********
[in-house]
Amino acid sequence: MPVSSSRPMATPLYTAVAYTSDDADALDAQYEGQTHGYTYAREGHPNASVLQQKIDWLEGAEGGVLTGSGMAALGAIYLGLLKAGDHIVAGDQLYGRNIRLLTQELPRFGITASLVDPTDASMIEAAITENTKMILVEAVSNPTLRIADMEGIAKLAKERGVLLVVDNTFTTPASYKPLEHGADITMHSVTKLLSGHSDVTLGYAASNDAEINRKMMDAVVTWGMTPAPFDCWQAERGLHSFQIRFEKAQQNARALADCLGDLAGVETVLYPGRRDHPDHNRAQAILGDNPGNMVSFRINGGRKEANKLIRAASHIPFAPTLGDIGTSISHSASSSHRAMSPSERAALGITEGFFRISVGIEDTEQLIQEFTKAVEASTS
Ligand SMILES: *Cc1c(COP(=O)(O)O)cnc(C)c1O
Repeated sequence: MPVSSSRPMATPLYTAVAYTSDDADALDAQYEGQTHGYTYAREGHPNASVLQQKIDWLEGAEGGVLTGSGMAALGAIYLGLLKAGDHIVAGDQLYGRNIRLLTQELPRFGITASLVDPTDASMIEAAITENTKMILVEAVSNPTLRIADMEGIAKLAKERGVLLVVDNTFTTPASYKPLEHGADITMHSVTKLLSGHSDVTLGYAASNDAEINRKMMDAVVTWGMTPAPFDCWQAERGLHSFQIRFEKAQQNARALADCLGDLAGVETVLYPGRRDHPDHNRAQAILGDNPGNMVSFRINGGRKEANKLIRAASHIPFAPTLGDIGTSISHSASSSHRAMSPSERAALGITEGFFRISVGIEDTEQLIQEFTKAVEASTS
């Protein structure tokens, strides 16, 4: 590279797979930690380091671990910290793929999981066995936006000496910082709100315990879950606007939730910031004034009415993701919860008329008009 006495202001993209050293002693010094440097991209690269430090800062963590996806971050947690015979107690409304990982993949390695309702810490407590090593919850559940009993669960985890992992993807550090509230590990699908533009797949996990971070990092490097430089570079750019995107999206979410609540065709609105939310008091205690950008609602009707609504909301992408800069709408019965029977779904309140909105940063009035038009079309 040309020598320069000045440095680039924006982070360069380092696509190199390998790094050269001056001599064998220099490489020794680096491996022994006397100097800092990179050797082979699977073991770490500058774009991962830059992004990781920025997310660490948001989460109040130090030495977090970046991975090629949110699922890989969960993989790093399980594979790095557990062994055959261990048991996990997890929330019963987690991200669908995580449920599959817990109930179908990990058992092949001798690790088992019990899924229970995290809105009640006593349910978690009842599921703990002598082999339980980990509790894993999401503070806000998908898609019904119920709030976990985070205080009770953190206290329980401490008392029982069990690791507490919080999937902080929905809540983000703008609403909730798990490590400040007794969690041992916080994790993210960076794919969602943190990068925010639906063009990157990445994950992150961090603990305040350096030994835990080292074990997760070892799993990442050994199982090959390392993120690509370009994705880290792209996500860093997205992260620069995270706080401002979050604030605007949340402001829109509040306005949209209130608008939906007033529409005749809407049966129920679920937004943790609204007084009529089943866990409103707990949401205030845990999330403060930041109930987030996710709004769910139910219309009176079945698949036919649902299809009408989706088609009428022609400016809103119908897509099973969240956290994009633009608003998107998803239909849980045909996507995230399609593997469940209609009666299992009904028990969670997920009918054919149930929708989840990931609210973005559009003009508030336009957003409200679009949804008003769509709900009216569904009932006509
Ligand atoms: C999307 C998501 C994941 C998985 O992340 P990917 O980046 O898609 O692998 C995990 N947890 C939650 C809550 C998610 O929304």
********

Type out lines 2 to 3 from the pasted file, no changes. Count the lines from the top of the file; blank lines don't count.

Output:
Amino acid sequence: MPVSSSRPMATPLYTAVAYTSDDADALDAQYEGQTHGYTYAREGHPNASVLQQKIDWLEGAEGGVLTGSGMAALGAIYLGLLKAGDHIVAGDQLYGRNIRLLTQELPRFGITASLVDPTDASMIEAAITENTKMILVEAVSNPTLRIADMEGIAKLAKERGVLLVVDNTFTTPASYKPLEHGADITMHSVTKLLSGHSDVTLGYAASNDAEINRKMMDAVVTWGMTPAPFDCWQAERGLHSFQIRFEKAQQNARALADCLGDLAGVETVLYPGRRDHPDHNRAQAILGDNPGNMVSFRINGGRKEANKLIRAASHIPFAPTLGDIGTSISHSASSSHRAMSPSERAALGITEGFFRISVGIEDTEQLIQEFTKAVEASTS
Ligand SMILES: *Cc1c(COP(=O)(O)O)cnc(C)c1O